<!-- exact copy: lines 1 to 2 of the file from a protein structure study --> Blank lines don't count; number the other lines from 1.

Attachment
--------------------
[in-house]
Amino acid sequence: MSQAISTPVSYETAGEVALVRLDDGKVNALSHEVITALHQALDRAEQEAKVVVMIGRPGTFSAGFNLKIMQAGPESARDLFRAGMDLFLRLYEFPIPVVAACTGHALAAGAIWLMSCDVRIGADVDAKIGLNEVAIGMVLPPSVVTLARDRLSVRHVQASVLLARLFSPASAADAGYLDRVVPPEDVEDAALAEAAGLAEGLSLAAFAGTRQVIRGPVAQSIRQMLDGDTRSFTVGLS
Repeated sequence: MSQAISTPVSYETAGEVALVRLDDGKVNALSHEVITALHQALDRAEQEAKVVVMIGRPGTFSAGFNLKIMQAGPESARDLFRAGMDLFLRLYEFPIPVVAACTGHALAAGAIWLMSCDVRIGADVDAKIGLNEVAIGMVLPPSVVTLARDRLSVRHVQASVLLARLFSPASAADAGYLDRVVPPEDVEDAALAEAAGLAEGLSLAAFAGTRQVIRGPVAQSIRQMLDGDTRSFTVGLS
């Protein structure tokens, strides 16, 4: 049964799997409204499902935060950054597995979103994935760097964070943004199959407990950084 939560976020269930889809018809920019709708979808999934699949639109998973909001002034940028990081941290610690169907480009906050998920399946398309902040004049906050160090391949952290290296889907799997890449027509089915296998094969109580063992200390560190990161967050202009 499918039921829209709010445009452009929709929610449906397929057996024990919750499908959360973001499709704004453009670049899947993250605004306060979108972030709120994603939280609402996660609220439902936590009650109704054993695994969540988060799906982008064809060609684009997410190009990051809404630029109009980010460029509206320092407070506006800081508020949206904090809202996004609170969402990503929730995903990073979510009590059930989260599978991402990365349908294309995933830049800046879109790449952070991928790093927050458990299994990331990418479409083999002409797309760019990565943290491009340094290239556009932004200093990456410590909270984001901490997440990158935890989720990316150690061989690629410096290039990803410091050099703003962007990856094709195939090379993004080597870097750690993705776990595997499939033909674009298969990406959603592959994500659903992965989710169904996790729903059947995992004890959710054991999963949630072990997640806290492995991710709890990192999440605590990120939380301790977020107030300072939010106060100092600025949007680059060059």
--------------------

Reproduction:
[in-house]
Amino acid sequence: MSQAISTPVSYETAGEVALVRLDDGKVNALSHEVITALHQALDRAEQEAKVVVMIGRPGTFSAGFNLKIMQAGPESARDLFRAGMDLFLRLYEFPIPVVAACTGHALAAGAIWLMSCDVRIGADVDAKIGLNEVAIGMVLPPSVVTLARDRLSVRHVQASVLLARLFSPASAADAGYLDRVVPPEDVEDAALAEAAGLAEGLSLAAFAGTRQVIRGPVAQSIRQMLDGDTRSFTVGLS